'Moon is the first step' to a city on Mars, says top Emirati space official

In interviews with 'The National', top space officials say sending the Rashid rover to the Moon in 2022 is only the beginning

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Work to achieve the UAE's long-term goal of a city on Mars by 2117 has already started, with a lunar mission in progress and a spacecraft in the Red Planet's orbit.

The UAE hopes to send missions to the lunar surface in the coming years that will help to pave the way for a mission to Mars with Emirati astronauts.

Last week, the Emirates announced a partnership with a Japanese firm called ispace to deliver its first lunar rover, Rashid, to the Moon.

"We always say that the Moon is the first step in developing science technologies, building our capabilities," said Adnan Al Rais, director of the Mars 2117 programme at Mohammed bin Rashid Space Centre.

We always say that the Moon is the first step in developing science technologies, building our capabilities

"Not only the robotics but also the human aspects as well, so one day we’ll be capable of sending humans to Mars."

US space agency Nasa and some private companies are developing and updating technology to land humans on the Moon.

Ispace said it plans to have 1,000 humans living on a Moon colony by 2040.

Nasa, which is using SpaceX’s Starship rocket to land the next humans on the surface, is also working with its international partners to build the Lunar Gateway, a Moon-orbiting station from which astronauts would travel to Mars.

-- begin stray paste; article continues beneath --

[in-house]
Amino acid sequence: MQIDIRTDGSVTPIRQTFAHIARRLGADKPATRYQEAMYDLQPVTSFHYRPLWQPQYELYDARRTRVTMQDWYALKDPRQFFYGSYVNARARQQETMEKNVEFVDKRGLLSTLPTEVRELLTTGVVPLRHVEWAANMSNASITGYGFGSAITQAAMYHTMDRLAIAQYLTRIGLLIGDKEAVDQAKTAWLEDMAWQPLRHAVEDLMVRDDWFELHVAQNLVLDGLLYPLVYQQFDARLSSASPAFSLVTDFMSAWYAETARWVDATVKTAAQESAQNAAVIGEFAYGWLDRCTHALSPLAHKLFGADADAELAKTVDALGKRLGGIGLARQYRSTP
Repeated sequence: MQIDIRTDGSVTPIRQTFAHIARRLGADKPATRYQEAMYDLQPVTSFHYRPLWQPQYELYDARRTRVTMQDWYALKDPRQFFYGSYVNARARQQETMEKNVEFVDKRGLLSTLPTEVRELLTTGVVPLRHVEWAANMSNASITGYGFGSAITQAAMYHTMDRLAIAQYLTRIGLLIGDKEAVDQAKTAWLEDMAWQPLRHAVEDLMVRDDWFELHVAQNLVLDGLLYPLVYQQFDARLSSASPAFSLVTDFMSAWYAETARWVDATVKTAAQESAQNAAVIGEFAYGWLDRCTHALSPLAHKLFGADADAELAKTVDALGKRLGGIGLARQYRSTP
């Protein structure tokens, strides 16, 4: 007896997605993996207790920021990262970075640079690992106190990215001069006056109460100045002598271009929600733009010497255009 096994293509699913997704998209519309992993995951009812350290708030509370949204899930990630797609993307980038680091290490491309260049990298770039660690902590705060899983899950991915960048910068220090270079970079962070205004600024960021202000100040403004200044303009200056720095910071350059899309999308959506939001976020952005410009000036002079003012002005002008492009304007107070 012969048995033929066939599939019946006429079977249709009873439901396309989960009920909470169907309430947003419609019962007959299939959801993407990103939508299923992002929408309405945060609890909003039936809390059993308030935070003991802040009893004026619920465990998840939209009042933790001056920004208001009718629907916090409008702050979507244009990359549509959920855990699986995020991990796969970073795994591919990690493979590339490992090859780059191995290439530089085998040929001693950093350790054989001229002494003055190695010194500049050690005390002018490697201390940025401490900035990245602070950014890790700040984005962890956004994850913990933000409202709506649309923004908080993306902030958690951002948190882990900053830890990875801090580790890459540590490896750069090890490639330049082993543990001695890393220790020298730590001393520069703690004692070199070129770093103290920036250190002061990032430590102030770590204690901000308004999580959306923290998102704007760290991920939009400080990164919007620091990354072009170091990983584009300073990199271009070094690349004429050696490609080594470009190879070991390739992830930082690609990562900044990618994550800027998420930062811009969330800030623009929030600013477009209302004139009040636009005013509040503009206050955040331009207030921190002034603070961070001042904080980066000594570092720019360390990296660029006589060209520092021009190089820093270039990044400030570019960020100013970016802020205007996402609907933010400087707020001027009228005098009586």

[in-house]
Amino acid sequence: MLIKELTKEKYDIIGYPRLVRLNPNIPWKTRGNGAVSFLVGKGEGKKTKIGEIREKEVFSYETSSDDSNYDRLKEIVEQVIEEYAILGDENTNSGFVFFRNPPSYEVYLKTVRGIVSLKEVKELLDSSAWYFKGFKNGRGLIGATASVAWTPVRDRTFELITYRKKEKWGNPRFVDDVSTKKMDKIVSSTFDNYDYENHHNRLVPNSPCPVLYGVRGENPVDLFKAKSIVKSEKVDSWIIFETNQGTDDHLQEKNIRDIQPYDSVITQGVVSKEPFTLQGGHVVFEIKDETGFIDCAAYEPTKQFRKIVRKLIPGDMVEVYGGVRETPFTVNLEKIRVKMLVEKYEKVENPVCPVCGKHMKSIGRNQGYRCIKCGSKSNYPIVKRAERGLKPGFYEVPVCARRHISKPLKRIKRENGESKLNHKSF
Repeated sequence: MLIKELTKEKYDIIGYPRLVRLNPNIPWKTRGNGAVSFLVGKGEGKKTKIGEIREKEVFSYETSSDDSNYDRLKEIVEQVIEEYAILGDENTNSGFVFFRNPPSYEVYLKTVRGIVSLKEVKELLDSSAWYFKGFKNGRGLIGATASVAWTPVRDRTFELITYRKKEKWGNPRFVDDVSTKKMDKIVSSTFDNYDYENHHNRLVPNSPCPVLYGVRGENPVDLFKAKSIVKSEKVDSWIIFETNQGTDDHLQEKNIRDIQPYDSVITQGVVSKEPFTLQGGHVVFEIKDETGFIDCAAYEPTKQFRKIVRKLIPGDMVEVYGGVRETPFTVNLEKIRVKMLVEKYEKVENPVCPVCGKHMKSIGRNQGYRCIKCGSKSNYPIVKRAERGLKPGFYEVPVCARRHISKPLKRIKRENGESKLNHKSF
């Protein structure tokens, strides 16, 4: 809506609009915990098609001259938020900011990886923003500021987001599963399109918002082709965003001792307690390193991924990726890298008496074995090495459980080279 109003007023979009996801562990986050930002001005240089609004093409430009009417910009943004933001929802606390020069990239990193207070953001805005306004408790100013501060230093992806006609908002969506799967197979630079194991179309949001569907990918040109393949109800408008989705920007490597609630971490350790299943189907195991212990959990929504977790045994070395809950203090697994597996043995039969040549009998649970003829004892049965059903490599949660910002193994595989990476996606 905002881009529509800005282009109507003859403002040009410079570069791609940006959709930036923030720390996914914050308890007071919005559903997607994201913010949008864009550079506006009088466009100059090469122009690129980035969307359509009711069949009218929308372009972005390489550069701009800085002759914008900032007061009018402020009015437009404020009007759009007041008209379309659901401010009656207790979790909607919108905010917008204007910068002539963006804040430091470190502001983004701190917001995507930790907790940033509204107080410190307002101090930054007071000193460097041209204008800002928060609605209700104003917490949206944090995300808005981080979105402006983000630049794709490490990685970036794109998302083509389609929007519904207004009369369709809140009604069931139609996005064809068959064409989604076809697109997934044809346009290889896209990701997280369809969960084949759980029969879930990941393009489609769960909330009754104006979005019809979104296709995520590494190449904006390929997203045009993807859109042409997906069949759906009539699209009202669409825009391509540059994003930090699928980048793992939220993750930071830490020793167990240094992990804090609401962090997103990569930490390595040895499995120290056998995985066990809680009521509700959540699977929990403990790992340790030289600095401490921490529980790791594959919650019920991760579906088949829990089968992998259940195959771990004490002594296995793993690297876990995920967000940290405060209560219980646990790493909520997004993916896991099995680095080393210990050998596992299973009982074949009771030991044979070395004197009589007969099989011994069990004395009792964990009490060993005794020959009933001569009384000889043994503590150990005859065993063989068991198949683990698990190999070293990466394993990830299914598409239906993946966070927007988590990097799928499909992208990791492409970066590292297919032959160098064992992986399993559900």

In 2017, the UAE announced its goal of building a human settlement on Mars within 100 years.

The National spoke with Mr Al Rais and project manager of the Emirates Lunar Mission, Hamad Al Marzooqi, on steps taken since then.

Moon surface and Earth on the horizon. Space art fantasy. Black and white. Elements of this image furnished by NASA

Mission to the Moon

Next year, the Rashid rover will be sent to the Moon aboard ispace’s Hakuto-R spacecraft. It will lift off on a SpaceX Falcon 9 rocket from Florida’s Kennedy Space Centre.

One of the rover’s main objectives will be to study properties of lunar regolith, space dust, that sticks to an astronaut’s suit or a spacecraft, creating a hazard for essential technical components.

It will test materials that could prevent the dust from sticking and help develop more effective suits for astronauts.

Once Rashid is launched, it will spend one lunar day, or 29.5 Earth days, taking more than 1,000 images and sending back data.

The mission cannot last any longer, as the rover would freeze over during a lunar night, when temperatures drop to minus 180°C.

Mr Al Marzooqi said the UAE does not have the technology required to keep the rover alive during the night.

“There is a technology that will allow the spacecraft or the rover to heat its electronics during the lunar night,” he said.

"That technology is not accessible to every nation. We're talking about radioisotope heaters, which are nuclear devices. Only American missions and a few others use them.